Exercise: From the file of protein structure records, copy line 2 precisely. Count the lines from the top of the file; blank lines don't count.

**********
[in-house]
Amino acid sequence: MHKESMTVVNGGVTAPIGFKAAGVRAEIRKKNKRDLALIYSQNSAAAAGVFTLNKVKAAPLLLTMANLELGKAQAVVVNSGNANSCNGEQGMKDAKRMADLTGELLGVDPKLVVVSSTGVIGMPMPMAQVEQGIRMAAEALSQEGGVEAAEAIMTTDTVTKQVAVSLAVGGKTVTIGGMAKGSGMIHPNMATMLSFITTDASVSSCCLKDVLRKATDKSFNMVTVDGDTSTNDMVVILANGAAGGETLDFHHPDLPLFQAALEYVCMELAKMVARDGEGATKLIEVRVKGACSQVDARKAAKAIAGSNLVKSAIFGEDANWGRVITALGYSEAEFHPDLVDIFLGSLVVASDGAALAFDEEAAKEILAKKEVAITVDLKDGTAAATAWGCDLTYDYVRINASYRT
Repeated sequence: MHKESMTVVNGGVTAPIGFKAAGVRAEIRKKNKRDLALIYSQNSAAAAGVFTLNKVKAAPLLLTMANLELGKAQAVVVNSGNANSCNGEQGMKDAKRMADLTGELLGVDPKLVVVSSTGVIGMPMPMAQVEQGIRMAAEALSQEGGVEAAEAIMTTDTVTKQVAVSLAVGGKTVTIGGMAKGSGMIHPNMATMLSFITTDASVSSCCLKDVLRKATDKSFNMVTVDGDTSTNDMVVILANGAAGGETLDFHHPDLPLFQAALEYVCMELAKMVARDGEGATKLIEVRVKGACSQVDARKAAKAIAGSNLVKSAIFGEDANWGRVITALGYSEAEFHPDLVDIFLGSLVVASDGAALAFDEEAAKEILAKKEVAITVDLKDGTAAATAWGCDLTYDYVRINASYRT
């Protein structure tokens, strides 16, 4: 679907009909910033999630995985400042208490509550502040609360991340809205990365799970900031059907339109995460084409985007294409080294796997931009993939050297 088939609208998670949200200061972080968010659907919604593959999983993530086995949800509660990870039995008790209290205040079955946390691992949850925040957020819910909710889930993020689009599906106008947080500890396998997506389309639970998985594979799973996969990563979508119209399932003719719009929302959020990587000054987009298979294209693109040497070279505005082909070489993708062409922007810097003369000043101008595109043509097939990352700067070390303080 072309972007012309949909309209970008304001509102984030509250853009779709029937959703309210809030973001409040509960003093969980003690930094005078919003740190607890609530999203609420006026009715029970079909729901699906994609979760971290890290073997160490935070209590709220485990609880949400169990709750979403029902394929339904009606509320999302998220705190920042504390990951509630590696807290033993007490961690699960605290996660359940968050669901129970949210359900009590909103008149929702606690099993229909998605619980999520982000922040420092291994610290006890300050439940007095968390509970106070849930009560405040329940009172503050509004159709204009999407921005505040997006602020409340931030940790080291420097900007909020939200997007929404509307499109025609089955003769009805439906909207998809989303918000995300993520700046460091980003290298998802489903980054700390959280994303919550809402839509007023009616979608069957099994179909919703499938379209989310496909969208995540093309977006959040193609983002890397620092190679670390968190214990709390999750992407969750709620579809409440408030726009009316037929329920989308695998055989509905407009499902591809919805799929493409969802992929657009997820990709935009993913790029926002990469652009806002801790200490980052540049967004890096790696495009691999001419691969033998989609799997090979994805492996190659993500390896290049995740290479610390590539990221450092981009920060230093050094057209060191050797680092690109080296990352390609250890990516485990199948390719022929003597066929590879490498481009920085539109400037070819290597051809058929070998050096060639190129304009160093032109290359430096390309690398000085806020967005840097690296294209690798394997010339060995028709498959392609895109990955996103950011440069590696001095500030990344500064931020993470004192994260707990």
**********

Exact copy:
Amino acid sequence: MHKESMTVVNGGVTAPIGFKAAGVRAEIRKKNKRDLALIYSQNSAAAAGVFTLNKVKAAPLLLTMANLELGKAQAVVVNSGNANSCNGEQGMKDAKRMADLTGELLGVDPKLVVVSSTGVIGMPMPMAQVEQGIRMAAEALSQEGGVEAAEAIMTTDTVTKQVAVSLAVGGKTVTIGGMAKGSGMIHPNMATMLSFITTDASVSSCCLKDVLRKATDKSFNMVTVDGDTSTNDMVVILANGAAGGETLDFHHPDLPLFQAALEYVCMELAKMVARDGEGATKLIEVRVKGACSQVDARKAAKAIAGSNLVKSAIFGEDANWGRVITALGYSEAEFHPDLVDIFLGSLVVASDGAALAFDEEAAKEILAKKEVAITVDLKDGTAAATAWGCDLTYDYVRINASYRT